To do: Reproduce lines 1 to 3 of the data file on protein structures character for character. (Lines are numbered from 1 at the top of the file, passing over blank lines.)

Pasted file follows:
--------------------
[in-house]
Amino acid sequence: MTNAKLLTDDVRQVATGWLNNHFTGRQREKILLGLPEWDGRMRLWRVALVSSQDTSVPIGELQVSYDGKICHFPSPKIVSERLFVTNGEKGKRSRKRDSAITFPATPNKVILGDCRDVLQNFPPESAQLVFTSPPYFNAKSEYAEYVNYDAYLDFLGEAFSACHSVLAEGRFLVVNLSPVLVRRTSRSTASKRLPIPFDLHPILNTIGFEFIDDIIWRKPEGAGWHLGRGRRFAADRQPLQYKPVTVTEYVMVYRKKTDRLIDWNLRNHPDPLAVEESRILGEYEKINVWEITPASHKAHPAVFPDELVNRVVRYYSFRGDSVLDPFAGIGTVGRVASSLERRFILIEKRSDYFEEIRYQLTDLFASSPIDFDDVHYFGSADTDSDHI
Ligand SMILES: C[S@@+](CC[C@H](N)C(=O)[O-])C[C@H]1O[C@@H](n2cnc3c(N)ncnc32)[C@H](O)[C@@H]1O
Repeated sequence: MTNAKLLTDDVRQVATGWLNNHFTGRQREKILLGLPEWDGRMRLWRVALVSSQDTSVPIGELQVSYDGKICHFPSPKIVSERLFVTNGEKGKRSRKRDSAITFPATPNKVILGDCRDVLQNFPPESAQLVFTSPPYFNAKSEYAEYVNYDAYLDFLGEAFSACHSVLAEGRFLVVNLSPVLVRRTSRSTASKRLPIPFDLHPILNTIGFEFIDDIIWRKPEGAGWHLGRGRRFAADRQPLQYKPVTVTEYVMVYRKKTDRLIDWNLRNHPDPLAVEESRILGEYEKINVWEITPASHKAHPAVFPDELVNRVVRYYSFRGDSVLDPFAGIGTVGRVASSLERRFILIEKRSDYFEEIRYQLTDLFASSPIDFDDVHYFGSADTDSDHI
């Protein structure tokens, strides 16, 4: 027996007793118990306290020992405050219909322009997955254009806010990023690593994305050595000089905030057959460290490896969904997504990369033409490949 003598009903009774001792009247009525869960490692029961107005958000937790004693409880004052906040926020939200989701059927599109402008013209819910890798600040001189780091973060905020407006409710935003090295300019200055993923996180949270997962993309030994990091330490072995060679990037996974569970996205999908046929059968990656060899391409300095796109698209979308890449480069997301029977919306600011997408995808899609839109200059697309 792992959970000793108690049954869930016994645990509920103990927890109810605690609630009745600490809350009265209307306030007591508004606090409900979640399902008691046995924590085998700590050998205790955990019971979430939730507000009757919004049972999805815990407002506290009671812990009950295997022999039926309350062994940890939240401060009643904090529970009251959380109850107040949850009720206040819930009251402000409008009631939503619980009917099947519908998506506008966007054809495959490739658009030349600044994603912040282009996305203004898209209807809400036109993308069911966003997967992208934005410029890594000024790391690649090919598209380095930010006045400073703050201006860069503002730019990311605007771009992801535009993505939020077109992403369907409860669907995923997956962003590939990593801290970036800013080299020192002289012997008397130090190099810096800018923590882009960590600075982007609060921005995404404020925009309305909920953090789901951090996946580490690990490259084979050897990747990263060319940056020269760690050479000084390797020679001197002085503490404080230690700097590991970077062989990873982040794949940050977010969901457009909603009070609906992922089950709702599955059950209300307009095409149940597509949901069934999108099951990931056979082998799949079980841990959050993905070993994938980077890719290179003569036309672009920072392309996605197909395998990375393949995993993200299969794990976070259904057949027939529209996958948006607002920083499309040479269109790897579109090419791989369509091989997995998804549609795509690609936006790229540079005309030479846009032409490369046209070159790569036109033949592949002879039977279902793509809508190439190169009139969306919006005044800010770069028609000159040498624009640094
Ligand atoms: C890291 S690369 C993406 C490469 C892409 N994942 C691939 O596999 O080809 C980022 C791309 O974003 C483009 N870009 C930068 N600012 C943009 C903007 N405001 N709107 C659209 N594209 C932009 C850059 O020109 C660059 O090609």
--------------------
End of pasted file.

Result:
[in-house]
Amino acid sequence: MTNAKLLTDDVRQVATGWLNNHFTGRQREKILLGLPEWDGRMRLWRVALVSSQDTSVPIGELQVSYDGKICHFPSPKIVSERLFVTNGEKGKRSRKRDSAITFPATPNKVILGDCRDVLQNFPPESAQLVFTSPPYFNAKSEYAEYVNYDAYLDFLGEAFSACHSVLAEGRFLVVNLSPVLVRRTSRSTASKRLPIPFDLHPILNTIGFEFIDDIIWRKPEGAGWHLGRGRRFAADRQPLQYKPVTVTEYVMVYRKKTDRLIDWNLRNHPDPLAVEESRILGEYEKINVWEITPASHKAHPAVFPDELVNRVVRYYSFRGDSVLDPFAGIGTVGRVASSLERRFILIEKRSDYFEEIRYQLTDLFASSPIDFDDVHYFGSADTDSDHI
Ligand SMILES: C[S@@+](CC[C@H](N)C(=O)[O-])C[C@H]1O[C@@H](n2cnc3c(N)ncnc32)[C@H](O)[C@@H]1O